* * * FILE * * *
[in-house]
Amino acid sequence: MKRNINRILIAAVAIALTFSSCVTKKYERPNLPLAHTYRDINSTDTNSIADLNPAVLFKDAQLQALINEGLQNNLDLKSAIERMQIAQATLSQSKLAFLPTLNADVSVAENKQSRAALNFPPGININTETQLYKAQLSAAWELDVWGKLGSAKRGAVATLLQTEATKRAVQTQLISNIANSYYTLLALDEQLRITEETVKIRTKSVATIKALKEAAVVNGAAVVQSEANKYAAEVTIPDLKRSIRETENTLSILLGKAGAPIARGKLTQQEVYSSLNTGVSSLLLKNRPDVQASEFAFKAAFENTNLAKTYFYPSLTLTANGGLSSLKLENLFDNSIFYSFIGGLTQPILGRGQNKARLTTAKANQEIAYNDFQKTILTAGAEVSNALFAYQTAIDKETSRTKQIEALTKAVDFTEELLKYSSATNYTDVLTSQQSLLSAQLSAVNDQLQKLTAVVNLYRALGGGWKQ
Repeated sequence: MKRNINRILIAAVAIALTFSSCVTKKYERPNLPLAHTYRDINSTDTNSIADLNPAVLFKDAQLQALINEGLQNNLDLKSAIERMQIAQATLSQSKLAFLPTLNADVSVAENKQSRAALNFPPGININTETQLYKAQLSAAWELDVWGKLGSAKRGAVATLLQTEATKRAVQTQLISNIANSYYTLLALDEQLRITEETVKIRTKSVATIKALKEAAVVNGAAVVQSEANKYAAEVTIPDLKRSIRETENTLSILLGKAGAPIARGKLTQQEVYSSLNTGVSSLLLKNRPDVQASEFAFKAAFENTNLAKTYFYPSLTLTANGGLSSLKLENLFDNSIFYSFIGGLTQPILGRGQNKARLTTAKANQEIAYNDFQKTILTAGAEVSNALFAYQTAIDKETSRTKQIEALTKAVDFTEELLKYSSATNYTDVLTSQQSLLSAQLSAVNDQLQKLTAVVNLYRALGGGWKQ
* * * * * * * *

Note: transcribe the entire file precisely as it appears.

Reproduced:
[in-house]
Amino acid sequence: MKRNINRILIAAVAIALTFSSCVTKKYERPNLPLAHTYRDINSTDTNSIADLNPAVLFKDAQLQALINEGLQNNLDLKSAIERMQIAQATLSQSKLAFLPTLNADVSVAENKQSRAALNFPPGININTETQLYKAQLSAAWELDVWGKLGSAKRGAVATLLQTEATKRAVQTQLISNIANSYYTLLALDEQLRITEETVKIRTKSVATIKALKEAAVVNGAAVVQSEANKYAAEVTIPDLKRSIRETENTLSILLGKAGAPIARGKLTQQEVYSSLNTGVSSLLLKNRPDVQASEFAFKAAFENTNLAKTYFYPSLTLTANGGLSSLKLENLFDNSIFYSFIGGLTQPILGRGQNKARLTTAKANQEIAYNDFQKTILTAGAEVSNALFAYQTAIDKETSRTKQIEALTKAVDFTEELLKYSSATNYTDVLTSQQSLLSAQLSAVNDQLQKLTAVVNLYRALGGGWKQ
Repeated sequence: MKRNINRILIAAVAIALTFSSCVTKKYERPNLPLAHTYRDINSTDTNSIADLNPAVLFKDAQLQALINEGLQNNLDLKSAIERMQIAQATLSQSKLAFLPTLNADVSVAENKQSRAALNFPPGININTETQLYKAQLSAAWELDVWGKLGSAKRGAVATLLQTEATKRAVQTQLISNIANSYYTLLALDEQLRITEETVKIRTKSVATIKALKEAAVVNGAAVVQSEANKYAAEVTIPDLKRSIRETENTLSILLGKAGAPIARGKLTQQEVYSSLNTGVSSLLLKNRPDVQASEFAFKAAFENTNLAKTYFYPSLTLTANGGLSSLKLENLFDNSIFYSFIGGLTQPILGRGQNKARLTTAKANQEIAYNDFQKTILTAGAEVSNALFAYQTAIDKETSRTKQIEALTKAVDFTEELLKYSSATNYTDVLTSQQSLLSAQLSAVNDQLQKLTAVVNLYRALGGGWKQ